The value of Sandford’s essay is in the thorough connection she proposes to a very similar argument in Plato’s Symposium. Following Socrates, Plato posits Love as being the love of beauty, thereby locating, in denial, the root of the universal, serene love within the ‘dirty’ human passion of eros. As Sandford remarks, “Sexual desire is the worm at the core of love and it is the purpose of Socrates’ speech in the Symposium to eliminate it.” 24 Levinas’s view on love from Totality and Infinity is already extant in the Symposium: erotic or carnal love is rejected and posited secondarily after the universal love, precisely because it does not lead to the expected fusion with the Other. In the Symposium, one of the interlocutors opposes Socrates and suggests diverging arguments. Describing forms of sex distinct from the classical, heteronormative marital scenario, including group sex, homosexuality, etc., Aristophanes represents a tradition that is aware of the non-fusion of sex but which does not, for that reason, reject it. Sandford comments: “Aristophanes’ story is, precisely, mythic … Aristophanes is more plausibly read as suggesting, mythically, that the man or woman in love acts as if they were trying to join together with their beloved, as if they sought union.” In other words, for Aristophanes, “the impossibility of union is at once the guarantee of desire and … the source of erotic pleasure.” 25 Levinas seems to miss this subtlety.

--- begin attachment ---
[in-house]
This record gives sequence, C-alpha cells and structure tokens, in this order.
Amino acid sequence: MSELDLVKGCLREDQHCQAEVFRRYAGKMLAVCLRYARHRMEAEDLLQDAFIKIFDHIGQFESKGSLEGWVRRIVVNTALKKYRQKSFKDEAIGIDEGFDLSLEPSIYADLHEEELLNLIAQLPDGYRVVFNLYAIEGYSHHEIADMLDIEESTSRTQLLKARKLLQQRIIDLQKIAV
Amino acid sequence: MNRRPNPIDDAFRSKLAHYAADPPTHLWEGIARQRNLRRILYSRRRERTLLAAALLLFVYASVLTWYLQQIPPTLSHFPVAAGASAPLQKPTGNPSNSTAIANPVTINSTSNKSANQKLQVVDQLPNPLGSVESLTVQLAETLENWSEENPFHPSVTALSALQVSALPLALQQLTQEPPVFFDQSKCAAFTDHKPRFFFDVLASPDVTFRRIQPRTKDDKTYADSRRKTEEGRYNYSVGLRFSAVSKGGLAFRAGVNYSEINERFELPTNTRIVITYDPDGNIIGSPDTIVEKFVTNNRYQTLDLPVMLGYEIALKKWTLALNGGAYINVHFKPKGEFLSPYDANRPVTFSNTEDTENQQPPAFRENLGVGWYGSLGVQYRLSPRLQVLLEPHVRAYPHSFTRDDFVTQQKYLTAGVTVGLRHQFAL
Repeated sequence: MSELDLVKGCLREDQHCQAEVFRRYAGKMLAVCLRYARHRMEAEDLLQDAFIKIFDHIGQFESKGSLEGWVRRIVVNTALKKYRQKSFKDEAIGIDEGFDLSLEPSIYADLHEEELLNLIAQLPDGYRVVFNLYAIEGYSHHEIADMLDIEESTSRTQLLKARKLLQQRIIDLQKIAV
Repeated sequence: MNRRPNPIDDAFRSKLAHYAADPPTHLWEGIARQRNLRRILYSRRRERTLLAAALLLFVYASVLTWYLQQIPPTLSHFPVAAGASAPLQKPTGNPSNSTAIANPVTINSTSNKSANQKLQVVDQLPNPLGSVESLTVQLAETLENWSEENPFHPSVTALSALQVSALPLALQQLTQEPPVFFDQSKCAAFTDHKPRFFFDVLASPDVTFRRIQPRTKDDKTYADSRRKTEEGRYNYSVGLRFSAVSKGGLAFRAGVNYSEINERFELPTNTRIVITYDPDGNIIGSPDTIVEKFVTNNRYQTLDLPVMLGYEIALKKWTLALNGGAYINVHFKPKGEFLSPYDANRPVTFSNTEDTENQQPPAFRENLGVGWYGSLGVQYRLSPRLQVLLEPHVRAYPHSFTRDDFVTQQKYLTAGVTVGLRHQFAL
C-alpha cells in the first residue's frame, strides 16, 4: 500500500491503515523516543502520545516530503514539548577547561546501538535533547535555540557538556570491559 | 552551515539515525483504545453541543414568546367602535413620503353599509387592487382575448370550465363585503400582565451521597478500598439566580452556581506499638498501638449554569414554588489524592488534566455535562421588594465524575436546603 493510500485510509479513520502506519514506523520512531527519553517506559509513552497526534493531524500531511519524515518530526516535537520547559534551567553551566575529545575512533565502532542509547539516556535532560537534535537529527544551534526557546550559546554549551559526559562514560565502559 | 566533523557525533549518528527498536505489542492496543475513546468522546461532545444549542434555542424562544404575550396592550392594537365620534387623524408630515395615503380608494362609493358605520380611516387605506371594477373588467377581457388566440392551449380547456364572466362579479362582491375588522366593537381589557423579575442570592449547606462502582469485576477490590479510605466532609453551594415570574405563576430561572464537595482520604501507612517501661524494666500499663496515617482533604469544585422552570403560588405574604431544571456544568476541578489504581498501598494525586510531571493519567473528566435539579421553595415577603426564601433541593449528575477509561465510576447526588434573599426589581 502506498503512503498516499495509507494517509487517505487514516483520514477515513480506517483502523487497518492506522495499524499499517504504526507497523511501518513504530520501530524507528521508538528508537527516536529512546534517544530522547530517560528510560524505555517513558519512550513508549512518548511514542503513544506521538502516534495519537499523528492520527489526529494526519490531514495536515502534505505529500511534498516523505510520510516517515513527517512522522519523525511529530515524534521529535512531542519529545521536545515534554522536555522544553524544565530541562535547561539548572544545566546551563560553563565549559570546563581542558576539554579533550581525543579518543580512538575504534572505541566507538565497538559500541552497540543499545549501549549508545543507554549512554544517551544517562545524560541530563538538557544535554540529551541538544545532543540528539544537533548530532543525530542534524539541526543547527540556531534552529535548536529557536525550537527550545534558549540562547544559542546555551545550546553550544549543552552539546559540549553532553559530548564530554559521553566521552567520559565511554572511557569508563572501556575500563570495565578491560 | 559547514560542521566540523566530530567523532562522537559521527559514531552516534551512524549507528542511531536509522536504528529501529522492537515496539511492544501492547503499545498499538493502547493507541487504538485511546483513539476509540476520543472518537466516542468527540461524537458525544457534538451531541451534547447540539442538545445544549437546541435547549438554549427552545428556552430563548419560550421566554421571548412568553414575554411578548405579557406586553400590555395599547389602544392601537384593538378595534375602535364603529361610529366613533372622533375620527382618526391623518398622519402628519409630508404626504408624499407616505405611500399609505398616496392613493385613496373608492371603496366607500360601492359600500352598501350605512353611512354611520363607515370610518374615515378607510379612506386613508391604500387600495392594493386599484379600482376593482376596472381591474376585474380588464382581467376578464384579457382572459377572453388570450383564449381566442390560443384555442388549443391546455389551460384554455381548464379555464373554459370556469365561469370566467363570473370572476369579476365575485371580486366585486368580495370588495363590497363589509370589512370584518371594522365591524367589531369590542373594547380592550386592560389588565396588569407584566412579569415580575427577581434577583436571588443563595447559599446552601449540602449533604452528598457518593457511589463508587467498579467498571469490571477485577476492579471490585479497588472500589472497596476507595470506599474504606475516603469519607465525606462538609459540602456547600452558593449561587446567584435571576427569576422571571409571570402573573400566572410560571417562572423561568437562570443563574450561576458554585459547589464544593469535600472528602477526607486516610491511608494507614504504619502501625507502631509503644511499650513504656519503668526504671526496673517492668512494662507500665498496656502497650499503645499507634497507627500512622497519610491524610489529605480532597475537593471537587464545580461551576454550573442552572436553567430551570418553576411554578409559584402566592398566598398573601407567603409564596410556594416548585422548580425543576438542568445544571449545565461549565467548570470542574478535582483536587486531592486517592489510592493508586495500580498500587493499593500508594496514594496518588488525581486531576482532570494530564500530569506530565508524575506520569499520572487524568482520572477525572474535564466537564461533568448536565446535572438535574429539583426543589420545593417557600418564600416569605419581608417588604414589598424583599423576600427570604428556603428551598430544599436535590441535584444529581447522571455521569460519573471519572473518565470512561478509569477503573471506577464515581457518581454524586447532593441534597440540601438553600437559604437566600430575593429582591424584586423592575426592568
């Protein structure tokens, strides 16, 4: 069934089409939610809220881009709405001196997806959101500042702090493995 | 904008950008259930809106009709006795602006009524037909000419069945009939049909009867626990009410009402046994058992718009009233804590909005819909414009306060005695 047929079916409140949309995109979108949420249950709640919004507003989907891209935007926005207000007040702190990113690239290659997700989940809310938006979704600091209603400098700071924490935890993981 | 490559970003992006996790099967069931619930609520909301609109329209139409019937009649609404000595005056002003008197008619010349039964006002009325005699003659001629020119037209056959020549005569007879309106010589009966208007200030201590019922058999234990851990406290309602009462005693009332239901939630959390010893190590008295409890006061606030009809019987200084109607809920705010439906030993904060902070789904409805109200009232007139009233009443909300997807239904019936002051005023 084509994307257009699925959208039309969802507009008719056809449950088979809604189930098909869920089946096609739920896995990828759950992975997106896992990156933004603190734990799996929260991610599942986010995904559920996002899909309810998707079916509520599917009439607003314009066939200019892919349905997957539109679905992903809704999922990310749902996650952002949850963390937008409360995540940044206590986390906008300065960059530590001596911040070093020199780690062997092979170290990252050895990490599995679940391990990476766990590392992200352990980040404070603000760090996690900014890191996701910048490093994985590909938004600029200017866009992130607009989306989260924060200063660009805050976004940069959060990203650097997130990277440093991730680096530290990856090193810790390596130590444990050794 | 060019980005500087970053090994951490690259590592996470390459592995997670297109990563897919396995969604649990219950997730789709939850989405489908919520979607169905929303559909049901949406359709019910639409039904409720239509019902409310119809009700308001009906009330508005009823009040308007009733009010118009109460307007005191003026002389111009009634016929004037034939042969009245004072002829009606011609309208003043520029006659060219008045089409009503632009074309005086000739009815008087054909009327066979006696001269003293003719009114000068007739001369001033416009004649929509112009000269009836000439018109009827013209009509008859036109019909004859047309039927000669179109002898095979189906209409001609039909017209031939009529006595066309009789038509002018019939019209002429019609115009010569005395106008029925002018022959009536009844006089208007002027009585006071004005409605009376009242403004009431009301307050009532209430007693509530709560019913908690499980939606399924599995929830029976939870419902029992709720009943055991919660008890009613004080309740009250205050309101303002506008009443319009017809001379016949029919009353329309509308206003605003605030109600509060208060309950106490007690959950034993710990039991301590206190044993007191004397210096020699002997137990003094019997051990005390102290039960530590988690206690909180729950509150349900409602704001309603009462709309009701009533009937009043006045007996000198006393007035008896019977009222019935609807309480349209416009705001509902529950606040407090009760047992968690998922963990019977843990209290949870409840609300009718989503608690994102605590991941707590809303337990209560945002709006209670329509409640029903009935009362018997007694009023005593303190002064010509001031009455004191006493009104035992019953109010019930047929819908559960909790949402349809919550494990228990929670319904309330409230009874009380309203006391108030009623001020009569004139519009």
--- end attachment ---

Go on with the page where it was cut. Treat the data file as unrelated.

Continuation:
In fact, the arguments mentioned by Levinas to favour paternity and fecundity, seeming rather modern at first, are in fact already present in Plato’s view on love. Behind love is one desire: the desire for immortality. It can be achieved either through fame, spiritual attainment or begetting. Naturally, very soon, this immortality seems much more easily and effectively achieved through intellectual creation, a move towards the knowledge of the Platonic world of Ideas. There are, therefore, slowly two rather distinct views on love that emerge, both in the narratives of Socrates and Levinas: “The ambiguity of love, understood as a relation of contradictories (transcendence/immanence, spiritual/physical, divine/profane) gives way both in Socrates’ speech and in Levinas’s intellectual trajectory to a distinction between two different sorts of love: the physical (eros proper) and the spiritual (love proper).” 26 This also justifies Irigaray’s critique: Levinas could not conceive of an access to divinity through caress, because it is tactile: it happens necessarily through physical love.